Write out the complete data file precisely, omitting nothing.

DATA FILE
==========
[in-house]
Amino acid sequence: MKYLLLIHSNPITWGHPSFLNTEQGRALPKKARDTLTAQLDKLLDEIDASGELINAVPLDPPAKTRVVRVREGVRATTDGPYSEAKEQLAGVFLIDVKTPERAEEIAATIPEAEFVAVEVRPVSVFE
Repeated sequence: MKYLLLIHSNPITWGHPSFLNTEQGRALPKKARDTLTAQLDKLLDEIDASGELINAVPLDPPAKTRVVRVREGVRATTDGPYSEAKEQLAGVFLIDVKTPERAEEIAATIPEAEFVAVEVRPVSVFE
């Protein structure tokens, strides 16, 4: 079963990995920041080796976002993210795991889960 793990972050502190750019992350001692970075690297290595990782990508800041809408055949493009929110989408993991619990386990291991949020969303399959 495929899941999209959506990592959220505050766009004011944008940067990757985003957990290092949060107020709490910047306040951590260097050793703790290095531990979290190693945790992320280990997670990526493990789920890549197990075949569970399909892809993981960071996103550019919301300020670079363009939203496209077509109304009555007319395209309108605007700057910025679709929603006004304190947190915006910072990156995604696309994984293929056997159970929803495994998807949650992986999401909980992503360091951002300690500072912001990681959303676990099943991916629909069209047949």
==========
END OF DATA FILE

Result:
[in-house]
Amino acid sequence: MKYLLLIHSNPITWGHPSFLNTEQGRALPKKARDTLTAQLDKLLDEIDASGELINAVPLDPPAKTRVVRVREGVRATTDGPYSEAKEQLAGVFLIDVKTPERAEEIAATIPEAEFVAVEVRPVSVFE
Repeated sequence: MKYLLLIHSNPITWGHPSFLNTEQGRALPKKARDTLTAQLDKLLDEIDASGELINAVPLDPPAKTRVVRVREGVRATTDGPYSEAKEQLAGVFLIDVKTPERAEEIAATIPEAEFVAVEVRPVSVFE
């Protein structure tokens, strides 16, 4: 079963990995920041080796976002993210795991889960 793990972050502190750019992350001692970075690297290595990782990508800041809408055949493009929110989408993991619990386990291991949020969303399959 495929899941999209959506990592959220505050766009004011944008940067990757985003957990290092949060107020709490910047306040951590260097050793703790290095531990979290190693945790992320280990997670990526493990789920890549197990075949569970399909892809993981960071996103550019919301300020670079363009939203496209077509109304009555007319395209309108605007700057910025679709929603006004304190947190915006910072990156995604696309994984293929056997159970929803495994998807949650992986999401909980992503360091951002300690500072912001990681959303676990099943991916629909069209047949």